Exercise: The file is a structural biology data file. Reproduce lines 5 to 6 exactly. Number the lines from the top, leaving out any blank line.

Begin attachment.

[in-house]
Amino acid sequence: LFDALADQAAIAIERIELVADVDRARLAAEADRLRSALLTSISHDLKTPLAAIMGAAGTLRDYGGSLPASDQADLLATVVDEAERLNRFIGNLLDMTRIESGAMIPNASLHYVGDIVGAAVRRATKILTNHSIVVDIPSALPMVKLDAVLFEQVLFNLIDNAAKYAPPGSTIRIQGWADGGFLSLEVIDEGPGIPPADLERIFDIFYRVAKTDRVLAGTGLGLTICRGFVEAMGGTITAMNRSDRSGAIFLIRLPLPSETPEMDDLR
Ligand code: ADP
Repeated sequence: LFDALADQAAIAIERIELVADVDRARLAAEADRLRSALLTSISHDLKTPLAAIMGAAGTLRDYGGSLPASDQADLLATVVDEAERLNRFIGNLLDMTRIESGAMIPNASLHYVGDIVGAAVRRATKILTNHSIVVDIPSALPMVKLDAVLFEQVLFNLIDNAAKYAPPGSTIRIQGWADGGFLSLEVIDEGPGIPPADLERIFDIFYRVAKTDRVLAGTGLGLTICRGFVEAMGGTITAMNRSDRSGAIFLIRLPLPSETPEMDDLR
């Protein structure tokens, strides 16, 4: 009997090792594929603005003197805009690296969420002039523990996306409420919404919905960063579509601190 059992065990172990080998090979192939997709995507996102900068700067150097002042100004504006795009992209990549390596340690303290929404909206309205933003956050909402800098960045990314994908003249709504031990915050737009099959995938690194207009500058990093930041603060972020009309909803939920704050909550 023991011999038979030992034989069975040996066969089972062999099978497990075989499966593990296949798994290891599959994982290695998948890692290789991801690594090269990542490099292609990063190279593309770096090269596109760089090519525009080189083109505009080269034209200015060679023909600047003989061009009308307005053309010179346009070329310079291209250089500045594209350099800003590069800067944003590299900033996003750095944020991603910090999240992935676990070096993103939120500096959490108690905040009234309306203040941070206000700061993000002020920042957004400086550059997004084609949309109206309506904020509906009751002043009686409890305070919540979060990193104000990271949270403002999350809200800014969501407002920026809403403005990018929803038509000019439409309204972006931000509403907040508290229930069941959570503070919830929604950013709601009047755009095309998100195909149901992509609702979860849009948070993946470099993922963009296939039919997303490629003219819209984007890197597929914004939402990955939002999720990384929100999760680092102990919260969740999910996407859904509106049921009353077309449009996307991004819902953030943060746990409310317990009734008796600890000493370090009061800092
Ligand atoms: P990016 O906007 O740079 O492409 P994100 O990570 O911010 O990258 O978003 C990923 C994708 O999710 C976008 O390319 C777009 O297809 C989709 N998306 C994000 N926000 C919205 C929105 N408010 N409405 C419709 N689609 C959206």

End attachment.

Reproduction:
């Protein structure tokens, strides 16, 4: 009997090792594929603005003197805009690296969420002039523990996306409420919404919905960063579509601190 059992065990172990080998090979192939997709995507996102900068700067150097002042100004504006795009992209990549390596340690303290929404909206309205933003956050909402800098960045990314994908003249709504031990915050737009099959995938690194207009500058990093930041603060972020009309909803939920704050909550 023991011999038979030992034989069975040996066969089972062999099978497990075989499966593990296949798994290891599959994982290695998948890692290789991801690594090269990542490099292609990063190279593309770096090269596109760089090519525009080189083109505009080269034209200015060679023909600047003989061009009308307005053309010179346009070329310079291209250089500045594209350099800003590069800067944003590299900033996003750095944020991603910090999240992935676990070096993103939120500096959490108690905040009234309306203040941070206000700061993000002020920042957004400086550059997004084609949309109206309506904020509906009751002043009686409890305070919540979060990193104000990271949270403002999350809200800014969501407002920026809403403005990018929803038509000019439409309204972006931000509403907040508290229930069941959570503070919830929604950013709601009047755009095309998100195909149901992509609702979860849009948070993946470099993922963009296939039919997303490629003219819209984007890197597929914004939402990955939002999720990384929100999760680092102990919260969740999910996407859904509106049921009353077309449009996307991004819902953030943060746990409310317990009734008796600890000493370090009061800092
Ligand atoms: P990016 O906007 O740079 O492409 P994100 O990570 O911010 O990258 O978003 C990923 C994708 O999710 C976008 O390319 C777009 O297809 C989709 N998306 C994000 N926000 C919205 C929105 N408010 N409405 C419709 N689609 C959206």